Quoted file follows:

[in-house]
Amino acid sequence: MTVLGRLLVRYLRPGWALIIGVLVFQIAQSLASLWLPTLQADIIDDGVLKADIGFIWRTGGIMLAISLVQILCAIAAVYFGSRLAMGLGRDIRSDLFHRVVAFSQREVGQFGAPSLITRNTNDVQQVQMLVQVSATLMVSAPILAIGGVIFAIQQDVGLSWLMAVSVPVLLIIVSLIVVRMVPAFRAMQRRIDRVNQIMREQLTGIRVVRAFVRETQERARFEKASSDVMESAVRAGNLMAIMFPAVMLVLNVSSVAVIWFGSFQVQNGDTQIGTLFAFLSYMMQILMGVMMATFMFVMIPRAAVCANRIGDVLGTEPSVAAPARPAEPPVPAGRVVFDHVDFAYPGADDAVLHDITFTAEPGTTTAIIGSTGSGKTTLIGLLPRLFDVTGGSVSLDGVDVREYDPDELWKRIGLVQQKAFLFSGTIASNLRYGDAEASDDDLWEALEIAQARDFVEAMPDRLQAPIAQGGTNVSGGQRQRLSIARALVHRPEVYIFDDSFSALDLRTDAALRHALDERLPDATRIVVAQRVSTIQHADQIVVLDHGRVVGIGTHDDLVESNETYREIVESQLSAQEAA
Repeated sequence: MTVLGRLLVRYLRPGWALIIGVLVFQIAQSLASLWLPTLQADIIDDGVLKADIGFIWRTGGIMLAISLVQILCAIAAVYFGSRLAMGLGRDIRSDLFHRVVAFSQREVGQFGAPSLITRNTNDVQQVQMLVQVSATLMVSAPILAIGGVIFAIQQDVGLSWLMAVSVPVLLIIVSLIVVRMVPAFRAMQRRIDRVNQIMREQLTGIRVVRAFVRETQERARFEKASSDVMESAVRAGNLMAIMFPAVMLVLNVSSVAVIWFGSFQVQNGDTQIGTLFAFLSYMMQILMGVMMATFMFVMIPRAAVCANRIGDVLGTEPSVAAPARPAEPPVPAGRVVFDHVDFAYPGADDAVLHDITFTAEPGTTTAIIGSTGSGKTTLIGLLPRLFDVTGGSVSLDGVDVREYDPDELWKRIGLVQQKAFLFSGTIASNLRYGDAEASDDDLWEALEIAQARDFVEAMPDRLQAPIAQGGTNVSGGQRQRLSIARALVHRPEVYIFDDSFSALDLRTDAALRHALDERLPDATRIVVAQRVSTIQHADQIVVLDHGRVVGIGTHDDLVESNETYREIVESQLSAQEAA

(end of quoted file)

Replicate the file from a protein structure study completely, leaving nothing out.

[in-house]
Amino acid sequence: MTVLGRLLVRYLRPGWALIIGVLVFQIAQSLASLWLPTLQADIIDDGVLKADIGFIWRTGGIMLAISLVQILCAIAAVYFGSRLAMGLGRDIRSDLFHRVVAFSQREVGQFGAPSLITRNTNDVQQVQMLVQVSATLMVSAPILAIGGVIFAIQQDVGLSWLMAVSVPVLLIIVSLIVVRMVPAFRAMQRRIDRVNQIMREQLTGIRVVRAFVRETQERARFEKASSDVMESAVRAGNLMAIMFPAVMLVLNVSSVAVIWFGSFQVQNGDTQIGTLFAFLSYMMQILMGVMMATFMFVMIPRAAVCANRIGDVLGTEPSVAAPARPAEPPVPAGRVVFDHVDFAYPGADDAVLHDITFTAEPGTTTAIIGSTGSGKTTLIGLLPRLFDVTGGSVSLDGVDVREYDPDELWKRIGLVQQKAFLFSGTIASNLRYGDAEASDDDLWEALEIAQARDFVEAMPDRLQAPIAQGGTNVSGGQRQRLSIARALVHRPEVYIFDDSFSALDLRTDAALRHALDERLPDATRIVVAQRVSTIQHADQIVVLDHGRVVGIGTHDDLVESNETYREIVESQLSAQEAA
Repeated sequence: MTVLGRLLVRYLRPGWALIIGVLVFQIAQSLASLWLPTLQADIIDDGVLKADIGFIWRTGGIMLAISLVQILCAIAAVYFGSRLAMGLGRDIRSDLFHRVVAFSQREVGQFGAPSLITRNTNDVQQVQMLVQVSATLMVSAPILAIGGVIFAIQQDVGLSWLMAVSVPVLLIIVSLIVVRMVPAFRAMQRRIDRVNQIMREQLTGIRVVRAFVRETQERARFEKASSDVMESAVRAGNLMAIMFPAVMLVLNVSSVAVIWFGSFQVQNGDTQIGTLFAFLSYMMQILMGVMMATFMFVMIPRAAVCANRIGDVLGTEPSVAAPARPAEPPVPAGRVVFDHVDFAYPGADDAVLHDITFTAEPGTTTAIIGSTGSGKTTLIGLLPRLFDVTGGSVSLDGVDVREYDPDELWKRIGLVQQKAFLFSGTIASNLRYGDAEASDDDLWEALEIAQARDFVEAMPDRLQAPIAQGGTNVSGGQRQRLSIARALVHRPEVYIFDDSFSALDLRTDAALRHALDERLPDATRIVVAQRVSTIQHADQIVVLDHGRVVGIGTHDDLVESNETYREIVESQLSAQEAA